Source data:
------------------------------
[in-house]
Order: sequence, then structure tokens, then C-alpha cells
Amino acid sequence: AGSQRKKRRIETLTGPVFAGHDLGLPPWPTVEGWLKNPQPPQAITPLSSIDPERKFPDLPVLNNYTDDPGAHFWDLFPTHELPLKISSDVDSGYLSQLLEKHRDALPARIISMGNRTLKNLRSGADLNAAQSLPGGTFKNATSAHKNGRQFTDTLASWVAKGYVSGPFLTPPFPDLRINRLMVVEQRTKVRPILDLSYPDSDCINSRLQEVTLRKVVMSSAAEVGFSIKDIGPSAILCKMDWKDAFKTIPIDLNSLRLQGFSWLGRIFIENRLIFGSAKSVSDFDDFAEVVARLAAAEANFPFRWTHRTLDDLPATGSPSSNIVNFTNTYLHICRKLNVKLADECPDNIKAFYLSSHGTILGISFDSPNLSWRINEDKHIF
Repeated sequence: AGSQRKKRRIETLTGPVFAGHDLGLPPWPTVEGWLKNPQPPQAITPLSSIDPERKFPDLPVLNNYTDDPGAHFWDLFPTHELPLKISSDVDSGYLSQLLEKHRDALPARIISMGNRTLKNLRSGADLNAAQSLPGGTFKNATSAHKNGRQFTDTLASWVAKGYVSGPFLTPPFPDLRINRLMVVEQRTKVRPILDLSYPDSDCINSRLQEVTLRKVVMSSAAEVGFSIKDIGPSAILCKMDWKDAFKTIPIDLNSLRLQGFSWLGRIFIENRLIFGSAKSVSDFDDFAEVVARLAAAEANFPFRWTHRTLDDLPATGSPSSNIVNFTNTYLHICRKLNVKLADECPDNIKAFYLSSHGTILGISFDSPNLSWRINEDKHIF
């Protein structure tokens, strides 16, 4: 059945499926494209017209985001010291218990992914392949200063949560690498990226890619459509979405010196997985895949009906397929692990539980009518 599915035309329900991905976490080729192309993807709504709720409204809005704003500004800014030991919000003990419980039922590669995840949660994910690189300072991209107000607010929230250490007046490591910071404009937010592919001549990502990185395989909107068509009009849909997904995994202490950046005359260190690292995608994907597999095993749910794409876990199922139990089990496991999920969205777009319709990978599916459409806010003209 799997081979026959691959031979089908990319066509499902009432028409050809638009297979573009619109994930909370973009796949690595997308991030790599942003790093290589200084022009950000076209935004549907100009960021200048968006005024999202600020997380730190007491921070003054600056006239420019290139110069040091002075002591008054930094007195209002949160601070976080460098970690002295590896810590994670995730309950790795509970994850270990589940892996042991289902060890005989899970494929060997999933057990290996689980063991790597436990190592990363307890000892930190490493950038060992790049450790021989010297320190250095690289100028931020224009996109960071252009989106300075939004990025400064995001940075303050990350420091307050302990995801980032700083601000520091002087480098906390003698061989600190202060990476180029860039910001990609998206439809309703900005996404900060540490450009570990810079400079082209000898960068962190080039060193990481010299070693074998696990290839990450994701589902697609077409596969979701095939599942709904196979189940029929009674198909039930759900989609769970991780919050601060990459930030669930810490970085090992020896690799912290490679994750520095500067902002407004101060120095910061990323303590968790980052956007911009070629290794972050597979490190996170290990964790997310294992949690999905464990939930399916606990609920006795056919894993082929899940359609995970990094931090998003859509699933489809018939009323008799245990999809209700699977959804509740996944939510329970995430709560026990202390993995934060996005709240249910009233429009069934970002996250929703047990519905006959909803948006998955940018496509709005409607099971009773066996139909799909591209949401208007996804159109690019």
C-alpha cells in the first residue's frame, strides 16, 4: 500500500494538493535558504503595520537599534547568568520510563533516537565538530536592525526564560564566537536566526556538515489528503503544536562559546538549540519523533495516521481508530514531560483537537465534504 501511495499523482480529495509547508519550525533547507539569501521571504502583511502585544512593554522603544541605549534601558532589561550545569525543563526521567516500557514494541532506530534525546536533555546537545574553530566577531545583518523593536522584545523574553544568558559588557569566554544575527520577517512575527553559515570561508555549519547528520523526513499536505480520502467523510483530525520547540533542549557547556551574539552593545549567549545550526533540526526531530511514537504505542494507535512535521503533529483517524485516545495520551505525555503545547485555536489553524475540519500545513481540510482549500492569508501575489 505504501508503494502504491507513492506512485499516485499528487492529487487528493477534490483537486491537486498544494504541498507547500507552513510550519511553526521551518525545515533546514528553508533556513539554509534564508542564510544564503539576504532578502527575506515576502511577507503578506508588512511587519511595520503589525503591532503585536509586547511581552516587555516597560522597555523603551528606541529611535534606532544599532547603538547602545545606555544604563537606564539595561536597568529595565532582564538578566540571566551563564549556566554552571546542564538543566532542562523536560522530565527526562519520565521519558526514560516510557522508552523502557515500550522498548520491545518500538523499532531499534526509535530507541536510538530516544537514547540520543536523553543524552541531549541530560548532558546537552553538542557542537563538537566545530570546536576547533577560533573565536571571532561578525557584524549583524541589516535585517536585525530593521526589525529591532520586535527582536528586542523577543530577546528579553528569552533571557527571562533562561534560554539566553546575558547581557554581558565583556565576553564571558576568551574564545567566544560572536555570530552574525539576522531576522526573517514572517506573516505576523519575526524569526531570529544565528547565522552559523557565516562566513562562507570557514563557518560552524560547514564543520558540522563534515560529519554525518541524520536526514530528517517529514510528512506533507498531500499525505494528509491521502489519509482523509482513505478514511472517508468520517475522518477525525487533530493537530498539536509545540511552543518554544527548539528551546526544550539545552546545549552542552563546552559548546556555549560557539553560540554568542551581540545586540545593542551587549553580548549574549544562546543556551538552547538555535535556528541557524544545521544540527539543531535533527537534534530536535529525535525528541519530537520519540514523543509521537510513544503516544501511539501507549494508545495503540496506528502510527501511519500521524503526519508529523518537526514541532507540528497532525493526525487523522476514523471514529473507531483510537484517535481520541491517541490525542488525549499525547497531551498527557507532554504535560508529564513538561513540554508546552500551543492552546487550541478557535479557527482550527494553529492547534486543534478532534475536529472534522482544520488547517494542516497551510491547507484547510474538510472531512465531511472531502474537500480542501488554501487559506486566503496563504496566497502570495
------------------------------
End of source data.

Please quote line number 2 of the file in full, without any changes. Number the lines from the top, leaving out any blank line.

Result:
Order: sequence, then structure tokens, then C-alpha cells